It seems as if right is wrong and wrong is right if one is to go by a recent editorial opinion by The Economist regarding life in Rwanda today. In a long slanted opinion, skewed reporting and analysis to make an indecipherable mix, The Economist writes in glowing terms about Rwanda’s socio-economic achievements under President Paul Kagame and then proceeds to conclude that the citizens are unhappy.
This conclusion is not supported by facts so glaringly presented in the same story. It would appear as if Rwanda’s sins are exactly what many countries lauded as democratic and free, would wish for.
By its own reporting, the magazine notes the peace and stability that President Kagame brought to Rwanda following the horrific genocide of 1994.
Peace and stability are good – and many countries yearn for them. Strangely, the article says that does not seem to be the case for Rwanda.
It describes it as a police state. How false. Which police state has 11 active political parties? The article insinuates that the ruling Rwanda Patriotic Front is dictatorial because it has held power for all the years after the genocide.
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If the RPF is a dominant political organisation in the country, it is because of its good performance. In Rwanda, there are multiple avenues through which citizens hold their leadership to account.
The National Leadership Dialogue (Umushyikirano) is a forum where citizens interact directly with the top leadership through televised meetings, with live call-in and short messages (sms) facilities and all major social media platforms, which they use freely.
They ask all sorts of questions which are answered instantly by the President and his team. Then there is the office of the Prime Minister tasked with following up issues raised during Umushyikirano but whose answers were not immediately available. President Kagame is known for making time to go deep down in villages to meet citizens in what his office calls Citizen Outreach.
These gatherings are known to cause fear among Government officials since citizens use this opportunity to raise issues that are of concern to their well-being and at times expose some officials who have not conduct their duties to the satisfaction of the people.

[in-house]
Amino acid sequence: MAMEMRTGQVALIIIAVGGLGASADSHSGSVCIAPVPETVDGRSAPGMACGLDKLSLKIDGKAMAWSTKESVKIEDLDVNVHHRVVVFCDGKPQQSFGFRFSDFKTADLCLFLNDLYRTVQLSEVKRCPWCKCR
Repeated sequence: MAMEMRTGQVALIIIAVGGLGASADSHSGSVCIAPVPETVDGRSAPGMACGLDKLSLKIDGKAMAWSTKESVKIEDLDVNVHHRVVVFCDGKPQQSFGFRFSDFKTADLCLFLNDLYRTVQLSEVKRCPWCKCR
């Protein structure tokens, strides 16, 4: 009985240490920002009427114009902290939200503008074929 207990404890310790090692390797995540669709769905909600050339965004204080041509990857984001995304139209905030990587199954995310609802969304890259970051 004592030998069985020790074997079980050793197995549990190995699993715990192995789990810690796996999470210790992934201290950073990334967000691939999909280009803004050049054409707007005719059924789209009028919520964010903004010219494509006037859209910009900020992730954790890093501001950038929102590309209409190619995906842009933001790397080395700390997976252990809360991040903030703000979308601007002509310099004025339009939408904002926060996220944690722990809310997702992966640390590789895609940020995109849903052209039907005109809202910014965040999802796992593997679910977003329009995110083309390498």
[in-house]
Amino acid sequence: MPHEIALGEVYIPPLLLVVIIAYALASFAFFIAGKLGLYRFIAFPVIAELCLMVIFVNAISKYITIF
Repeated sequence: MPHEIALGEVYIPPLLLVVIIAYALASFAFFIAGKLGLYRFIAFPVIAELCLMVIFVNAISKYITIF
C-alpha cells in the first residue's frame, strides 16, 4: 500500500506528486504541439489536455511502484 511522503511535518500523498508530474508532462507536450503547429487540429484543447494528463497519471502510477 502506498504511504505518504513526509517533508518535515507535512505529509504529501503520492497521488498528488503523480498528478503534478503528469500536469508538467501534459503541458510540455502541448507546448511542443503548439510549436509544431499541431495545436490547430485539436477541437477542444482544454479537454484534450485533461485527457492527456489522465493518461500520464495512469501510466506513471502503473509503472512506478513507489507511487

Another accusation is that the media in Rwanda is stifled. No evidence is given to support this claim. Yet under the leadership of President Kagame, the media grew from one TV station to the current 16. Radio stations increased from one to 34, newspapers grew from zero to now 34, whereas news websites grew from zero to over 80. Are these a people stifled?
The countrywide unrestricted rollout of internet access has made it easier for everyone to get across their opinion, even without having to go through the traditional media channels.
RPF liberated Rwanda from the genocide and today it is presiding over Africa’s fastest growing economy. How can this be wrong? There is also nothing wrong with a dominant party, if it is there by the free will of the people.
How many parties, for example, have ruled Britain or the United States over the last 200 years or more? Not more than two.
In December 2015, Rwandans decided to revise the Constitution to allow President Kagame to run for another term. It was their right to do so, just as it was the right of the people of Britain to remove themselves from the European Union, just a few months ago.
Nobody even suggested that Britons were coerced in that decision. Why should anybody insinuate that this was not the case with Rwandans?
We must discard the neo-colonial mentality that nothing can be done well by an African people if it has not been thought for them by the West.
- The writer is the First Secretary of Rwanda High Commission to Nairobi. Twitter @KimKamasa